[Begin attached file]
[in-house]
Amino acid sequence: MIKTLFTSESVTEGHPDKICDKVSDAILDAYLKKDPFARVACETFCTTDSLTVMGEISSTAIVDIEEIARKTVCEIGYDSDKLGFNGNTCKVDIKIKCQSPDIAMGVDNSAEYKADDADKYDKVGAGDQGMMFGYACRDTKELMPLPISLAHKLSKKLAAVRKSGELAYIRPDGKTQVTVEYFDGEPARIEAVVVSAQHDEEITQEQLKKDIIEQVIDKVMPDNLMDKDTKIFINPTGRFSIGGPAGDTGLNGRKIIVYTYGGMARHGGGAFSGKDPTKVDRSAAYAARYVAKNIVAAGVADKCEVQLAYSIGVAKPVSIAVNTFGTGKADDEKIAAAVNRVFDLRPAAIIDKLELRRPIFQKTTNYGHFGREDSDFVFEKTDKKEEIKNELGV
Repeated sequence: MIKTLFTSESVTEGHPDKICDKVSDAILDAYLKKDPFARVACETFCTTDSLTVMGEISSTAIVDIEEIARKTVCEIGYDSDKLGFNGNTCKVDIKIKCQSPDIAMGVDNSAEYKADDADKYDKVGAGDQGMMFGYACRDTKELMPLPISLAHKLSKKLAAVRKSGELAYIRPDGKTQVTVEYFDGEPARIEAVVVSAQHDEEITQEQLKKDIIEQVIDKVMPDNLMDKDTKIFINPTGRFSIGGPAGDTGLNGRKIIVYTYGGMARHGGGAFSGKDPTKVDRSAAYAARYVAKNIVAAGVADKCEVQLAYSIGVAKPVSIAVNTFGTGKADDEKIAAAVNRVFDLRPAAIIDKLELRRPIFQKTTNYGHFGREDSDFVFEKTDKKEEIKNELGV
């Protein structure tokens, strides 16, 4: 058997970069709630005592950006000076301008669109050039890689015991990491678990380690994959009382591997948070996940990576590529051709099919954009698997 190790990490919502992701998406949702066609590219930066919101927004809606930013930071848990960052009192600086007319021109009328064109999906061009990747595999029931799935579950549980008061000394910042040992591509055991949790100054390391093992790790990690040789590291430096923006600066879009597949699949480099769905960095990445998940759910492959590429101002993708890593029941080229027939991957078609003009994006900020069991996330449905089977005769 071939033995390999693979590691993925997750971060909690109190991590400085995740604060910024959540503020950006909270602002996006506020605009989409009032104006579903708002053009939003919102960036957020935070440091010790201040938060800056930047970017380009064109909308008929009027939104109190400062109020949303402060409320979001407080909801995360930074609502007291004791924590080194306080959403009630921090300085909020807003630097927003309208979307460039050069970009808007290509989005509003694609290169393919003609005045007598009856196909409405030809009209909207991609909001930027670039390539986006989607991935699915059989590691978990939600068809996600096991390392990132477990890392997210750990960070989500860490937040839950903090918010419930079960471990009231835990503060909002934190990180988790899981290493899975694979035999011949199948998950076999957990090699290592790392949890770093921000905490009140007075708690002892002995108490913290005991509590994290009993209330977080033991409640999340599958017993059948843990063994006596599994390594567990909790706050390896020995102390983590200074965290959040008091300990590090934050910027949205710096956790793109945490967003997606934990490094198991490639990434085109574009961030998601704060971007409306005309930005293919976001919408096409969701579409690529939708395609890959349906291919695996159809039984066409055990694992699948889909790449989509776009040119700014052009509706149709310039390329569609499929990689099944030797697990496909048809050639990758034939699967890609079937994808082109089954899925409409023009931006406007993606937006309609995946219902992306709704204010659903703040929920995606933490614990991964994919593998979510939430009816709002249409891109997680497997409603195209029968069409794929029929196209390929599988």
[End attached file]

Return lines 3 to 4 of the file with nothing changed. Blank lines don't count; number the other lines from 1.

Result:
Repeated sequence: MIKTLFTSESVTEGHPDKICDKVSDAILDAYLKKDPFARVACETFCTTDSLTVMGEISSTAIVDIEEIARKTVCEIGYDSDKLGFNGNTCKVDIKIKCQSPDIAMGVDNSAEYKADDADKYDKVGAGDQGMMFGYACRDTKELMPLPISLAHKLSKKLAAVRKSGELAYIRPDGKTQVTVEYFDGEPARIEAVVVSAQHDEEITQEQLKKDIIEQVIDKVMPDNLMDKDTKIFINPTGRFSIGGPAGDTGLNGRKIIVYTYGGMARHGGGAFSGKDPTKVDRSAAYAARYVAKNIVAAGVADKCEVQLAYSIGVAKPVSIAVNTFGTGKADDEKIAAAVNRVFDLRPAAIIDKLELRRPIFQKTTNYGHFGREDSDFVFEKTDKKEEIKNELGV
């Protein structure tokens, strides 16, 4: 058997970069709630005592950006000076301008669109050039890689015991990491678990380690994959009382591997948070996940990576590529051709099919954009698997 190790990490919502992701998406949702066609590219930066919101927004809606930013930071848990960052009192600086007319021109009328064109999906061009990747595999029931799935579950549980008061000394910042040992591509055991949790100054390391093992790790990690040789590291430096923006600066879009597949699949480099769905960095990445998940759910492959590429101002993708890593029941080229027939991957078609003009994006900020069991996330449905089977005769 071939033995390999693979590691993925997750971060909690109190991590400085995740604060910024959540503020950006909270602002996006506020605009989409009032104006579903708002053009939003919102960036957020935070440091010790201040938060800056930047970017380009064109909308008929009027939104109190400062109020949303402060409320979001407080909801995360930074609502007291004791924590080194306080959403009630921090300085909020807003630097927003309208979307460039050069970009808007290509989005509003694609290169393919003609005045007598009856196909409405030809009209909207991609909001930027670039390539986006989607991935699915059989590691978990939600068809996600096991390392990132477990890392997210750990960070989500860490937040839950903090918010419930079960471990009231835990503060909002934190990180988790899981290493899975694979035999011949199948998950076999957990090699290592790392949890770093921000905490009140007075708690002892002995108490913290005991509590994290009993209330977080033991409640999340599958017993059948843990063994006596599994390594567990909790706050390896020995102390983590200074965290959040008091300990590090934050910027949205710096956790793109945490967003997606934990490094198991490639990434085109574009961030998601704060971007409306005309930005293919976001919408096409969701579409690529939708395609890959349906291919695996159809039984066409055990694992699948889909790449989509776009040119700014052009509706149709310039390329569609499929990689099944030797697990496909048809050639990758034939699967890609079937994808082109089954899925409409023009931006406007993606937006309609995946219902992306709704204010659903703040929920995606933490614990991964994919593998979510939430009816709002249409891109997680497997409603195209029968069409794929029929196209390929599988």